Get It On The Page with Top Script Consultants Craig Kellem and Judy Hammett

Wednesday 23 January 2019

This week at Into The Script, we are welcoming back Craig Kellem and Judy Hammett from Hollywoodscript! Celebrating the release of their book 'Get It On The Page', Craig and Judy are sharing some of their best advice and tips with us.

Craig served as a development executive at Universal Television (VP of Comedy Development) where he developed and sold the hit series “Charles in Charge” as well as many other shows such as the acclaimed series, “Domestic Life” which starred Martin Mull, (executive produced by Steve Martin). At 20th Century Fox Television Craig was Director of Development for Late Night, Syndication and Daytime, where he conceived and sold the well received “Roadshow” reality pilot for NBC. He has also served as a SNL staff member (Associate Producer and Talent Consultant).

Judy has lived and worked in various regions and capacities: In Namibia, Africa, as part of a health care program; in Lexington, Mississippi as part of a human rights organization; in Bologna, Italy, directing a language school and teaching English as a Second Language.

Her professional experience also includes research, story packaging and administrative work at Universal Studios, and providing coverage for APA (Agency for Performing Arts) as well as ghostwriting.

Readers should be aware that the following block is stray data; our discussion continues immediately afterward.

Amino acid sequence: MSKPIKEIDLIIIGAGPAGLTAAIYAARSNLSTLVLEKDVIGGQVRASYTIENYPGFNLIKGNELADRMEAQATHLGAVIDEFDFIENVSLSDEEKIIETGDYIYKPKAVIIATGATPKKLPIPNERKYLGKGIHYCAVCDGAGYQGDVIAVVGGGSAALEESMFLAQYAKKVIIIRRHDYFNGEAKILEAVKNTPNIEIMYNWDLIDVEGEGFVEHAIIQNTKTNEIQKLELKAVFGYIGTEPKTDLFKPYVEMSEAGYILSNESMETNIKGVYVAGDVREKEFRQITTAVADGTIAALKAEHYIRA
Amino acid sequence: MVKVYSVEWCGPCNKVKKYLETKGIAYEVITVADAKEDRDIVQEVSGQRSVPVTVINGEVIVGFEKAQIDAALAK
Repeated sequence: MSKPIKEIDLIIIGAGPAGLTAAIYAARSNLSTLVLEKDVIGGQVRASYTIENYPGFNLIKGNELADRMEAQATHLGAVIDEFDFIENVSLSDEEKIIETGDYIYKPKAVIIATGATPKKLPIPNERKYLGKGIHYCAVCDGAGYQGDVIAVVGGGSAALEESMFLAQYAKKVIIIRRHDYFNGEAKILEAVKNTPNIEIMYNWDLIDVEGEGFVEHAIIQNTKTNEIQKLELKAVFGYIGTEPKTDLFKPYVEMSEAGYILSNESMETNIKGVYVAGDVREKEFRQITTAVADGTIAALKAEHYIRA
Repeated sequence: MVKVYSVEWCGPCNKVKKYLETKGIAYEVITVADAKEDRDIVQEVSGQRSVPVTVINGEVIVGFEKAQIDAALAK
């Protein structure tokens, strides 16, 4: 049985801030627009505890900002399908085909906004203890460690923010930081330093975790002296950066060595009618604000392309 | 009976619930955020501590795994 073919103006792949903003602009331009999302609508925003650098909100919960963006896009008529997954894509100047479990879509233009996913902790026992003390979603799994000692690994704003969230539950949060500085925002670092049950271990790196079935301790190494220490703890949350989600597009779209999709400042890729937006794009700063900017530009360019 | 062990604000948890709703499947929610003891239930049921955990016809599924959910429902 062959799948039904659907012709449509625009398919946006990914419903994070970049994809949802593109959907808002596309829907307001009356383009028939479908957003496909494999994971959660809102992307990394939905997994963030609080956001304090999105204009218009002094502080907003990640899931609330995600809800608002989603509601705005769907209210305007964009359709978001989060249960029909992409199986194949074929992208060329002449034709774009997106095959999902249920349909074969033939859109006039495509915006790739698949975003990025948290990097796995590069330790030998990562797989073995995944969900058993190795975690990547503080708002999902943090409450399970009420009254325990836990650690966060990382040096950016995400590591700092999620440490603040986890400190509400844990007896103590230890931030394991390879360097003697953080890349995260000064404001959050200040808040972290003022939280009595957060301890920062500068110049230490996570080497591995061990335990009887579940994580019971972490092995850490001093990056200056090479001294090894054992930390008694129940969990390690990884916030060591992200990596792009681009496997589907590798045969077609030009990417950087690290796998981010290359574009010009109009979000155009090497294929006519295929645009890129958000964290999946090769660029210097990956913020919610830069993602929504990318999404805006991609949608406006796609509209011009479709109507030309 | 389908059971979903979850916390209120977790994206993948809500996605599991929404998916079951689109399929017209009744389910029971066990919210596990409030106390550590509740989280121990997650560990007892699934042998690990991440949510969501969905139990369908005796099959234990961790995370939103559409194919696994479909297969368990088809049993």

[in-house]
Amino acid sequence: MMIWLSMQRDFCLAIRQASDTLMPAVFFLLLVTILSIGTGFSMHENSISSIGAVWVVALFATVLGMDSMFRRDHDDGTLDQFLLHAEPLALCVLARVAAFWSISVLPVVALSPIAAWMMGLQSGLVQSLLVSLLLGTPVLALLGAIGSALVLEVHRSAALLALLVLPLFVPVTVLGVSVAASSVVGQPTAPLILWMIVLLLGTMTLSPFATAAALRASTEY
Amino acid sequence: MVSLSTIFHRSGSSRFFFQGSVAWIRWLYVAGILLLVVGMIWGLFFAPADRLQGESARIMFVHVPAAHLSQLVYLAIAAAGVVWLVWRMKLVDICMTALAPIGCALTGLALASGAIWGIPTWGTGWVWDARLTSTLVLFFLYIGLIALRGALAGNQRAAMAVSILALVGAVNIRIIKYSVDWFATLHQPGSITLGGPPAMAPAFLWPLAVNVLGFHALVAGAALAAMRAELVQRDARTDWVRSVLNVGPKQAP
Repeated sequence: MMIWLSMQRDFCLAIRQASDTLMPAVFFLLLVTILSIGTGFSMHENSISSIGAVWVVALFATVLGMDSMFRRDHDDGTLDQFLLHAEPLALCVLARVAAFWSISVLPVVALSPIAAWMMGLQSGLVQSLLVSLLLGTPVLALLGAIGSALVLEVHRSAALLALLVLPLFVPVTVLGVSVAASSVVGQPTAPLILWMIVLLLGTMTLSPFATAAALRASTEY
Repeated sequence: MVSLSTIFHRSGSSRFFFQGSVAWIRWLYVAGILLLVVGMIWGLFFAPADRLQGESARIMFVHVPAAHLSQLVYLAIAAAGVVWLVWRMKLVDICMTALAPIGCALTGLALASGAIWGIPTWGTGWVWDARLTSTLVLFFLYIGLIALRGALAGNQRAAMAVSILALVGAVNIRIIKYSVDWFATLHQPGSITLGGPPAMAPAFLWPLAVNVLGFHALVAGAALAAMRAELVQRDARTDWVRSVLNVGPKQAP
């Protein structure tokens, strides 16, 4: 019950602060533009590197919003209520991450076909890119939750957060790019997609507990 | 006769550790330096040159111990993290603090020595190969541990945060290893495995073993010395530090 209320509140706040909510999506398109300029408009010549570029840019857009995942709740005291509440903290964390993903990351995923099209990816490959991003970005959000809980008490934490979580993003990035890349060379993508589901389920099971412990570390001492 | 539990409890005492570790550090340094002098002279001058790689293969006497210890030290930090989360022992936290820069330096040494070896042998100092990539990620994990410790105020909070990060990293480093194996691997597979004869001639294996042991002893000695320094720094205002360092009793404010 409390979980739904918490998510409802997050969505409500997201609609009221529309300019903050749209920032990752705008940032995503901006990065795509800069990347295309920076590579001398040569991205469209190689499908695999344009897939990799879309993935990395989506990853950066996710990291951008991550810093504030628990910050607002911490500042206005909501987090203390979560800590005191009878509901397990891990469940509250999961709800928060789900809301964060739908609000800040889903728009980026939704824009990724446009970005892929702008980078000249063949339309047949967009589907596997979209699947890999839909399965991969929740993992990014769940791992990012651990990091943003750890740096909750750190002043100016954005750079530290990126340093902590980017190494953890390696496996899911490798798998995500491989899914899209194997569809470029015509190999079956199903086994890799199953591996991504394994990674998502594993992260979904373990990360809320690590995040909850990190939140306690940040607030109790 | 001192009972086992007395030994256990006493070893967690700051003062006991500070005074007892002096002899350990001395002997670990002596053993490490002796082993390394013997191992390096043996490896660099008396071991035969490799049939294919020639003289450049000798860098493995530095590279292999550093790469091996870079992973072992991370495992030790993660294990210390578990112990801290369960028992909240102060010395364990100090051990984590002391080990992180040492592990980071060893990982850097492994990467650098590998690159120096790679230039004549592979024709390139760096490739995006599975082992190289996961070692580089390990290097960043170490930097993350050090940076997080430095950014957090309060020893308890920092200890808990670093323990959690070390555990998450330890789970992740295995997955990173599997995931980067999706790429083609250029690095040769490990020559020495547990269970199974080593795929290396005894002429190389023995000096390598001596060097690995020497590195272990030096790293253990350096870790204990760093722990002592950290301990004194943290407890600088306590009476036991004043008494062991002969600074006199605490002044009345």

Craig and Judy have been at the forefront of WHAT studios are looking for, and what it takes to turn a mediocre story into a MARKETABLE concept. So, get ready to take notes and don't forget to head over to Into The Script over on Instagram for details on how to win an exclusive FREE copy of Judy and Craig's new book!

1) Between you, you have both worked with some incredible platforms; including Universal Television, 20th Century Fox Television, and SNL, as well as being featured in publications such as Now Write! Screenwriting. What first inspired you both to begin your career in this industry, and can you share with us how your first ‘break in’ the industry came to be? 

We are father and daughter, and come from a family with a lot of show biz running through it (Craig’s father was a songwriter/music publisher; his brother is a LA talent and literary agent, and his mother was a TV personality). 

So it is all we know, and we were blessed with having been provided first breaks through family connections. We were both very interested in writing (and related areas) from an early age and while Craig got a job working as an assistant (to practically everybody) on a TV series in NYC, then worked his way up the ladder of the industry, Judy worked a summer job as an undergraduate doing research and story packaging for a TV show, then went to graduate school for English/Creative Writing while doing freelance script coverage.